Ribs


Ribs 


Appendicular Skeletal System 

This system comprises the bones of the limbs. Each limb has 30 bones which in turn makes 4x30 =120 bones in total. The bones of the hands are called the humerus, radius, ulna, carpals, metacarpals, and phalanges. Whereas the bones of the legs are called the femur, tibia, fibula, tarsals, metatarsals, and phalanges, respectively.


Appendicular Skeleton


Appendicular Skeleton


Skeletal System Facts 

The human skeletal system is unique and here are some of the skeletal system facts.

  1. There is one bone in the body that is not connected to any other bone for functioning, the bone is the hyoid bone.

  2. 1% of the world's population has a unique 13-rib system.

  3. Our bones are made of strong calcium salts and designed to take all the wear and tears throughout our lifetime but our teeth are even stronger than our bones.

  4. Various disorders like arthritis and osteoporosis are very common bone diseases that happen due to autoimmune response or old age respectively.

  5. The smallest bones are present in our ears. Stapes are a part of the ear ossicles and are the smallest bone of the human skeleton.


Summary

The human body is framed into a particular framework called the skeletal system and the structural and functional units of the skeletal system are bones. Without a skeletal structure, getting up would require a lot of crawling on the ground. Your body's basic shape is determined by the skeletal system's bones. Your bones would still be formed like a human even if you could remove everything else. Your skull and rib cage are two examples of bones that protect delicate organs. For instance, your skull shields your brain, and the rib cage that houses your heart and lungs keeps them comfortable and secure.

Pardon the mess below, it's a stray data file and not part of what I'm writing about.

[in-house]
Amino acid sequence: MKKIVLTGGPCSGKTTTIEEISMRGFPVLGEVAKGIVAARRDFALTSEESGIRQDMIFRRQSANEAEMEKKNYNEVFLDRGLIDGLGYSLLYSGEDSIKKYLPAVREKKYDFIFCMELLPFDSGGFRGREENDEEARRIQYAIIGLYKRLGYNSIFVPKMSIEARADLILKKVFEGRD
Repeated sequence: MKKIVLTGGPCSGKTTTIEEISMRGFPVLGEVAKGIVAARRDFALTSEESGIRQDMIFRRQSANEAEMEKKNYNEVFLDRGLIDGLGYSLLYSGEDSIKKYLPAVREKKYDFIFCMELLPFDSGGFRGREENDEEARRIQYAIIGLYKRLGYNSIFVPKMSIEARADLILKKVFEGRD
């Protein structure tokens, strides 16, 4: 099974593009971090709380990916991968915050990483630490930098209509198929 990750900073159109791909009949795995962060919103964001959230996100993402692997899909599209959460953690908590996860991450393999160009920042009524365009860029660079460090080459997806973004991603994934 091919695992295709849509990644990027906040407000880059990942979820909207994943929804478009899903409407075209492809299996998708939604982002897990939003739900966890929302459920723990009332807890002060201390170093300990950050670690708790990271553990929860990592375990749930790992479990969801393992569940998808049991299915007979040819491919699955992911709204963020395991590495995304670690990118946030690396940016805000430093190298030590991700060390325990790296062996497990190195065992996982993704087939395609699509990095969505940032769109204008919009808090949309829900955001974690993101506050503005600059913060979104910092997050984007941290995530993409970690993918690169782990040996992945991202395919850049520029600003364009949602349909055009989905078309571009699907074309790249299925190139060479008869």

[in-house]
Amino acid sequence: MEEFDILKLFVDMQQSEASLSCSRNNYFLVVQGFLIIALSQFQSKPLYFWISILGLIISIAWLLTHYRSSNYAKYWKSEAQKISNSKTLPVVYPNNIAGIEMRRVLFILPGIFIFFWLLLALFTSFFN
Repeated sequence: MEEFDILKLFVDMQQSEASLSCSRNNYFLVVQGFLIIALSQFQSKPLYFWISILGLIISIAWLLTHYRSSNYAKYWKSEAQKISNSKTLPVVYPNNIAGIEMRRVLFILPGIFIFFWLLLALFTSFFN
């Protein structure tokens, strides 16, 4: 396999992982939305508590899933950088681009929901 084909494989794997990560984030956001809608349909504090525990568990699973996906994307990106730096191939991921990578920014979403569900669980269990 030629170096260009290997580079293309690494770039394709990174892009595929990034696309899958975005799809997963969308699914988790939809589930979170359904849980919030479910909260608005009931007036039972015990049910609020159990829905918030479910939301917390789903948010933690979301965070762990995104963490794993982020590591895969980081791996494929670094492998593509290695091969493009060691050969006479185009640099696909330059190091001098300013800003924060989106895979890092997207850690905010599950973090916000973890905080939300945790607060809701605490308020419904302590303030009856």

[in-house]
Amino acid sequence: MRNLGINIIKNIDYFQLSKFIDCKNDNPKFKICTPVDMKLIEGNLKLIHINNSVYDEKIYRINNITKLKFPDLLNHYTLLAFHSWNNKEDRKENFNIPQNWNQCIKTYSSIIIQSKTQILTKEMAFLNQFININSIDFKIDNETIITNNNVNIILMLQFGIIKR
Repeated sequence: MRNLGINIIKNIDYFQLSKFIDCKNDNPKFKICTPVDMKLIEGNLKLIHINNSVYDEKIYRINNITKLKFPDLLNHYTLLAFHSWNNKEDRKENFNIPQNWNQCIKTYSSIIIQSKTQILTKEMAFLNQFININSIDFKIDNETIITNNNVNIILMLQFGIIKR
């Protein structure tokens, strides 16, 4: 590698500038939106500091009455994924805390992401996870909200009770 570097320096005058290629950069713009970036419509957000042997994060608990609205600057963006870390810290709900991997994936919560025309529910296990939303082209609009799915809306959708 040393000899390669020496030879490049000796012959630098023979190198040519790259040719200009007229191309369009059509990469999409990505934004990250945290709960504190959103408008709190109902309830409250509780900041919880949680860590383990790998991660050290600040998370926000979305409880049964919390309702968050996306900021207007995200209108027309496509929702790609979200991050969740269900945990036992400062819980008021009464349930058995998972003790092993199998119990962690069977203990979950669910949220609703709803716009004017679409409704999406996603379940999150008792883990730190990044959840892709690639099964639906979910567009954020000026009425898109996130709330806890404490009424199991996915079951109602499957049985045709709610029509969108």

FAQs on Human Bone - Structure of Human Skeletal System

1. What is the study of bones called?

Scientifically the study of bones is called osteology. In this field of research the detailed structure of its elements, how they function, and related diseases are studied. It tells us that bones are interiorly made up of spongy tissues so that they can easily absorb shocks. Our body comprises 206 bones that articulate with each other and perform their functions in a coordinated manner. The place where two bones are attached is called a joint which allows the movement of the bones.

2. Bones are made up of which cells?

Bones are always renewing and remodeling themselves using various cells:

Osteoblast: These are the cells that are mainly responsible for repairing and mineralizing older bones.

Osteocytes: They are the connective/communicative cells that maintain the connection between osteocytes and osteoblasts.

Osteoclast: They are the largest cells in bones; they usually demineralize and break the bones.

The above are three bone cells that are essentially involved in making, repairing, and reabsorbing the bones and their salts to maintain calcium levels in the body.

3. Are teeth and bones similar?

Bones and teeth both have comparable appearances and characteristics in common, such as being the body's toughest tissues. However, teeth aren't made of bone and are not comparable to bones.